Other Bluetooth codecs like aptX HD, aptX Adaptive, LHDC, and LDAC have been designed to preserve far more of this content — enough to qualify as “hi-res” capable — but Apple has never supported them on the iPhone. That’s probably because, until recently, there was no need (from Apple’s perspective) to license these technologies.
Would Apple make the decision to start supporting higher-quality codecs? That seems unlikely. It would probably require different hardware aboard Apple’s phones and tablets, and we’re fairly certain none of Apple’s AirPods models are capable of supporting them.
Ditching the headphone jack and refusing to add high-quality Bluetooth codecs effectively means that if you want to hear lossless or hi-res audio on an iPhone today, you’ll need an app that supports these formats and — at a minimum — a wired headphones.adapter plus a decent set of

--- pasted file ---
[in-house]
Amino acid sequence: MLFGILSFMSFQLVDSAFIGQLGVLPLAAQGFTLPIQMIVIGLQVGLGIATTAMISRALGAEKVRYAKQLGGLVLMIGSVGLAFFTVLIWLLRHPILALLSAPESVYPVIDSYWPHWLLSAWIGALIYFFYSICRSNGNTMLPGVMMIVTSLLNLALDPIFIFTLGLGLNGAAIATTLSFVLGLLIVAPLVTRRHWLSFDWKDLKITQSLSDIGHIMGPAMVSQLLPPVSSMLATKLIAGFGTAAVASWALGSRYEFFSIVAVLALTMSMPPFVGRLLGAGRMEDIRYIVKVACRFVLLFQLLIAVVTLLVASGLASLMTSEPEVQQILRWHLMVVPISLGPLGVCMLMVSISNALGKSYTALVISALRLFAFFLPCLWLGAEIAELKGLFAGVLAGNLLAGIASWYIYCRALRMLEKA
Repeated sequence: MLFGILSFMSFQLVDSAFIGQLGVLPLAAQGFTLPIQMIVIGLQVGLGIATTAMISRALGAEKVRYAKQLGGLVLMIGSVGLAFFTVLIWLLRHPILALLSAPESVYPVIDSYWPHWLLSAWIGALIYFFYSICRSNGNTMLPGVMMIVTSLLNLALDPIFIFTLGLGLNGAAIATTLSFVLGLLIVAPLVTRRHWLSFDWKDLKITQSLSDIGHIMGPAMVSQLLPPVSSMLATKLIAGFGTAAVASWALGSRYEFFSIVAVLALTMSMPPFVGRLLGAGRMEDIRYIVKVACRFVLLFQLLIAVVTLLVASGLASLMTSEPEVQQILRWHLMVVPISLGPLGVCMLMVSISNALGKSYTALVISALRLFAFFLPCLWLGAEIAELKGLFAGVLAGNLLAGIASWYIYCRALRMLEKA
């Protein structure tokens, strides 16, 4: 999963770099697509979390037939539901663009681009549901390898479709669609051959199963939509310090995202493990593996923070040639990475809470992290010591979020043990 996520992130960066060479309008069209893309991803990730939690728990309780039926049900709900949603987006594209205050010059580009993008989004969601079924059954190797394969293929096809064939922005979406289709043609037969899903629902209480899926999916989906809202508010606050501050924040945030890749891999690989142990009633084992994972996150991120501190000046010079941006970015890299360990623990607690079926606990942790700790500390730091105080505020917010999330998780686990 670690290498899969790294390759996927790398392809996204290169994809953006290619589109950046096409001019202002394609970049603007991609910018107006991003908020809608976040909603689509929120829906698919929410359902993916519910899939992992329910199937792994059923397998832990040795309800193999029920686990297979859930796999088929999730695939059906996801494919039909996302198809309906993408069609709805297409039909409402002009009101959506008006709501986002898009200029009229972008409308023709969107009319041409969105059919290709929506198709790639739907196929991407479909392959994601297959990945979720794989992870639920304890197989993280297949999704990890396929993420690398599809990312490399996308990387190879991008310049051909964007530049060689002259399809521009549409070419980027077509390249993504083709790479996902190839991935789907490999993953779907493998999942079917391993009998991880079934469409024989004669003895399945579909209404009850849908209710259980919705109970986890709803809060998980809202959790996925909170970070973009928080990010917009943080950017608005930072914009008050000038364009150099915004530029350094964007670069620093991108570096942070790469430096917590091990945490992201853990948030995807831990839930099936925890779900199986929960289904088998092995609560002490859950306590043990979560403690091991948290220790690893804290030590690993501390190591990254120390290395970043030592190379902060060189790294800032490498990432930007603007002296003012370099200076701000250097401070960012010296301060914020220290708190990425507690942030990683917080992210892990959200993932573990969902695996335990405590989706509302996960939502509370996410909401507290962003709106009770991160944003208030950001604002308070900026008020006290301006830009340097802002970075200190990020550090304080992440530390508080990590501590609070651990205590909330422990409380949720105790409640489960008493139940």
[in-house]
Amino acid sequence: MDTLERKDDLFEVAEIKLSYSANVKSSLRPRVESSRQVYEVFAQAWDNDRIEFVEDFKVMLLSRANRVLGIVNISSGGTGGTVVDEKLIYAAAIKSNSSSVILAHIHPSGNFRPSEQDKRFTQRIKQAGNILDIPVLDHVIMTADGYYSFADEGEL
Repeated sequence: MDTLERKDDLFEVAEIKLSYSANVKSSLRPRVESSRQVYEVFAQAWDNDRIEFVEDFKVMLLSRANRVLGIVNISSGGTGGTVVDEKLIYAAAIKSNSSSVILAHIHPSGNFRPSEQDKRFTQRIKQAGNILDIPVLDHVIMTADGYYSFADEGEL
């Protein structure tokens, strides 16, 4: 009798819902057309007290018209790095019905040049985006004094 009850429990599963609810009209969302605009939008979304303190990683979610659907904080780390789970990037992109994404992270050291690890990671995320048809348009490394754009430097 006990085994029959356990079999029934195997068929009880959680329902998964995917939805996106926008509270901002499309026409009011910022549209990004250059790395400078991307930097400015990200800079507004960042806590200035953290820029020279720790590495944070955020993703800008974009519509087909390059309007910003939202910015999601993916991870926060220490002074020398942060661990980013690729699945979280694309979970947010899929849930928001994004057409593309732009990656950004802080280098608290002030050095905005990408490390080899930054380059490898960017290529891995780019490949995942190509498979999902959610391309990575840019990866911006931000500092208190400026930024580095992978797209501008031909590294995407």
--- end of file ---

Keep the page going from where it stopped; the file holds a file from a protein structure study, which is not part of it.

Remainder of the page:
Apple’s popular AirPods and AirPods Pro are wireless only, but its AirPods Max over-ear headphones can be used with a wired connection too.
If Apple stays the course on its refusal to support high-quality Bluetooth codecs, it might have to offer a hi-res capable Lightning-to-3.5mm digital-to-analog converter (DAC).
Right now, if you want to enjoy lossless and hi-res music on an iPhone, you need an external DAC that plugs into the Lightning port. Some of these devices are relatively large — often as large as or larger than the iPhone itself — and need their own power source. But there’s an increasing number that are tiny — like the THX Onyx and Zorloo Ztella — and can leech enough power from the iPhone to deliver decent levels of volume.